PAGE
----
Pat′ent, the privilege granted by a government to an inventor, of the exclusive right to his invention for a term of years. The royal grant in England was made by letters-patent or open letters, called so because they were not sealed. The system of giving patents is common in Europe and the United States, though Switzerland and Holland have no patent laws and Prussia does not favor them. The United States Patent-Office is a branch of the Department of the Interior, and has its records, models and drawings at Washington. The first American law of patents was passed in 1790; the present law in 1870. Any invention, both new and useful, can receive a patent. It is necessary only that it should be new in the United States, its previous use in foreign countries not preventing a patent. Any person who is the first inventor of anything that admits of a patent can obtain one, whether a resident of the country or a foreigner. The patents are given for seventeen years and cannot be renewed. About 30,000 patents are applied for yearly in America.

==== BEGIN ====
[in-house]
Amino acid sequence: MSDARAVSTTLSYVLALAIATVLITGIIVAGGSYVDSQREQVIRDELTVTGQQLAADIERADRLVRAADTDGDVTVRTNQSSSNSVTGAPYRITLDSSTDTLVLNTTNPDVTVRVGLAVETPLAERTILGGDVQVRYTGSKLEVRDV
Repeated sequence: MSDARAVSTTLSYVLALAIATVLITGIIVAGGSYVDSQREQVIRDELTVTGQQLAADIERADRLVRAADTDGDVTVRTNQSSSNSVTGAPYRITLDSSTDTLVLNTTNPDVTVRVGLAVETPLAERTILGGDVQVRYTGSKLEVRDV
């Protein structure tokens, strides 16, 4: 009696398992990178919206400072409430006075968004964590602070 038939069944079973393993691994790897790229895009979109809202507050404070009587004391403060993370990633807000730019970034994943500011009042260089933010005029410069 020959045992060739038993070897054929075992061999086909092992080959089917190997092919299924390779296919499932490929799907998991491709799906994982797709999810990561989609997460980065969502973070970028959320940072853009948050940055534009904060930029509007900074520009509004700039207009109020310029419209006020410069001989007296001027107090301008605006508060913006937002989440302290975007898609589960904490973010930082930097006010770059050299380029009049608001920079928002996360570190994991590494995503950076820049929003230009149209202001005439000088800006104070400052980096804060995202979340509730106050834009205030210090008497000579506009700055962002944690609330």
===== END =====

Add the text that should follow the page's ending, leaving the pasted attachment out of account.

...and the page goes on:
A decision by the U. S. Supreme Court in 1913 declared it unlawful for a manufacturer to fix the retail price of his product by refusing to sell to retailers who fail to adhere to this price. The case was one in which a manufacturer of a patented article claimed that his patent gave him the absolute control of the sale of the article, including the price.